Don’t Miss the US Tax Compliance Boat – OVDP Ends Sept 2018
Written exclusively for Expat Network by Kevin Sweeney, Senior Counsel, Chamberlain Hrdlicka
Here’s why. Effective September 28, 2018, the IRS will end its Offshore Voluntary Disclosure Program (OVDP), which has for years enabled taxpayers with unreported foreign financial assets and income to come into compliance by reducing the threat of criminal prosecution and exposure to penalties. To qualify for the program, you must apply, prior to this date, with a submission that details all undeclared foreign assets and income as well as the intent to cooperate with the IRS and pay the taxes, interest and penalties due. However, since these applications must be signed under penalties of perjury, it is imperative that you and your representatives have sufficient time to identify any and all unreported income and assets, and to assess whether any noncompliance is likely to be considered wilful. Consequently, anyone with undeclared foreign assets and income should seek advice from an expert as soon as possible.
Are there other options? You may ask, “wouldn’t I pay even less in penalties if I resolve my past issues by using the IRS’s Streamlined Program or simply file amended tax returns?” The answer is: it depends.
While the Streamlined Program offers comparatively small penalties, it is intended for people who truly did not realize they had reporting requirements in the first place. Crucially, filing under the Streamlined Program will not protect anyone from criminal prosecution exposure – because, by definition, someone doing so isn’t supposed to have any. Moreover, since it requires a certification of non-wilfulness under oath, an inadvertent submission under the Streamlined Program by a wilful taxpayer could have dire consequences.
Similarly, the filing of amended tax returns offers no criminal protections. While it is possible that one could avoid penalties by simply filing amended returns and winning the audit lottery, the consequences of losing are severe. This could include the assessment of FBAR fines up to 50 percent of the highest aggregate balance of undeclared accounts and the assessment of fraud penalties up to 75 percent of the underpayment of tax due.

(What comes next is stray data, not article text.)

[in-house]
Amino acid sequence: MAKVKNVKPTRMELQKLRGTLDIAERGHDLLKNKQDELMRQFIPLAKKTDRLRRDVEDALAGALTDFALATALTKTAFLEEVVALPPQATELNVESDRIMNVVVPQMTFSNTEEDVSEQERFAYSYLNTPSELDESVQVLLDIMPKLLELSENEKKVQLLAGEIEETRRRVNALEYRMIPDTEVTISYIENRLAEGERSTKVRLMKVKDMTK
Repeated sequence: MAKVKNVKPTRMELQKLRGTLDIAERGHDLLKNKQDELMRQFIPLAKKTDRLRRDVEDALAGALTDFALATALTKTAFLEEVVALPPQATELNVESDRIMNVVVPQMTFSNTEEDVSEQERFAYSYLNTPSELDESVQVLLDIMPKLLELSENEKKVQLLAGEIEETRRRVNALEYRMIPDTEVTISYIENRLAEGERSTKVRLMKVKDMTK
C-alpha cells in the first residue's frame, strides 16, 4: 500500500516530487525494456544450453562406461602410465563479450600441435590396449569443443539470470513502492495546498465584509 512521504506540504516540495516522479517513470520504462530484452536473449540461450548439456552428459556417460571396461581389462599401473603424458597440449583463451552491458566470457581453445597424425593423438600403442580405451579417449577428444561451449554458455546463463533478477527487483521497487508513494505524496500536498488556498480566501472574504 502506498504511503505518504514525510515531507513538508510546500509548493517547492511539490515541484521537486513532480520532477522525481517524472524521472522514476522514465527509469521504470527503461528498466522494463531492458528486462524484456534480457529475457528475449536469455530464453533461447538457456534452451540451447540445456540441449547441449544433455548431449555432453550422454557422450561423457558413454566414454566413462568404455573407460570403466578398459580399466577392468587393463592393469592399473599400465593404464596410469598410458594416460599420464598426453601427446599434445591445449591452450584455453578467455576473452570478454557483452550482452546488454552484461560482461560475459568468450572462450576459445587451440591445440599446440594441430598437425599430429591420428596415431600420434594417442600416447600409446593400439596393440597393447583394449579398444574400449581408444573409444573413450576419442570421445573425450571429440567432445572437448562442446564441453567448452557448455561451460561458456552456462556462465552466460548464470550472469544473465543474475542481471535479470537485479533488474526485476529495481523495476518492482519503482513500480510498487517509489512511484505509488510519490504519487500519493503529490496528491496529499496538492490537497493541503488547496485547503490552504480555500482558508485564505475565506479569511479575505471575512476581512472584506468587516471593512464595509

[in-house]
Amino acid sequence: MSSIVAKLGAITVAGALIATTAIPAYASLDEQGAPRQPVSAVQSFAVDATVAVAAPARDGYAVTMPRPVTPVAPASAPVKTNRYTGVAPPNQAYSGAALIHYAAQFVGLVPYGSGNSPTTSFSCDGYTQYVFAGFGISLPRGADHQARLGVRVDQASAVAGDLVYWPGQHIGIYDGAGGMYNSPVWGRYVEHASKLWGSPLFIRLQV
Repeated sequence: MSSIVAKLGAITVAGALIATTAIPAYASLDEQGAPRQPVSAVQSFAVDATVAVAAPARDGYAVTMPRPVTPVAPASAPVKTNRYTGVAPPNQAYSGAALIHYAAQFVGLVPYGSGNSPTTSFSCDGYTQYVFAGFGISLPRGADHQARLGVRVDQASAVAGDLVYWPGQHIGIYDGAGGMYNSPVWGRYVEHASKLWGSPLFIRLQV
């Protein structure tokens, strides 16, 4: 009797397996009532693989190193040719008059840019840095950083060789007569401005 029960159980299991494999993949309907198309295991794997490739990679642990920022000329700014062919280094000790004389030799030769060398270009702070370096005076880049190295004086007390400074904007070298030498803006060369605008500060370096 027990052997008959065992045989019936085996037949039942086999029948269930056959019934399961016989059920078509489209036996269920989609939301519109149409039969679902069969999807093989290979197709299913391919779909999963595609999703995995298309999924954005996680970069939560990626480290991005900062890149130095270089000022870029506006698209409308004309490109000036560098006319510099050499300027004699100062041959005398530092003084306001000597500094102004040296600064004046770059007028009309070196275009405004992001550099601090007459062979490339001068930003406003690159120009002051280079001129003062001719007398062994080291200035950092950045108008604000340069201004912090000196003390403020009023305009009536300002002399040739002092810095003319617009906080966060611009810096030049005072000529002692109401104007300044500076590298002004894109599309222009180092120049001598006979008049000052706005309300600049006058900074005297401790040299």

Will I Get Away With It? In recent years, federal governments have been increasingly sharing information pursuant to tax treaties and Foreign Account Tax Compliance Act (“FATCA”). Moreover, based on the potential pay outs, many more whistleblowers are coming forward now than before. Additionally, numerous international banks have struck agreements with the U.S. Department of Justice that require them to share information about U.S. accountholders. All of this information makes it more likely that U.S. taxing authorities will find the types of unreported accounts and income that used to elude them.
Seek advice from an expert. To be clear, there are some for whom filing under the OVDP would be the wrong move. The same goes for the Streamlined Program. However, either one could make sense for you, depending on your individual circumstances. To really know what’s best, you should consult with a tax attorney who is qualified to assess your situation and determine the best way to handle it. Some may view themselves as non-willful and, thus, may not be motivated by the imminent end of the OVDP. However, this may prove to be a big mistake. To the extent they are wrong, it is likely that they will not realize they need the protection of the OVDP until it is no longer available to them.
There’s more than enough time to kick back and soak up the sun before winter. By proactively seeking the assistance of a tax attorney experienced in civil and criminal tax matters now, American citizens and green card holders living abroad can save themselves from getting badly burned both now and in the future.
Kevin F. Sweeney is a Senior Counsel in the Philadelphia Office of Chamberlain Hrdlicka, where he focuses on IRS audits, civil and criminal tax litigation, and corporate investigations. Before private practice, he was a Trial Attorney for the U.S. Department of Justice, Tax Division. Kevin may be reached at (610) 772-2327 or by email at email@example.com.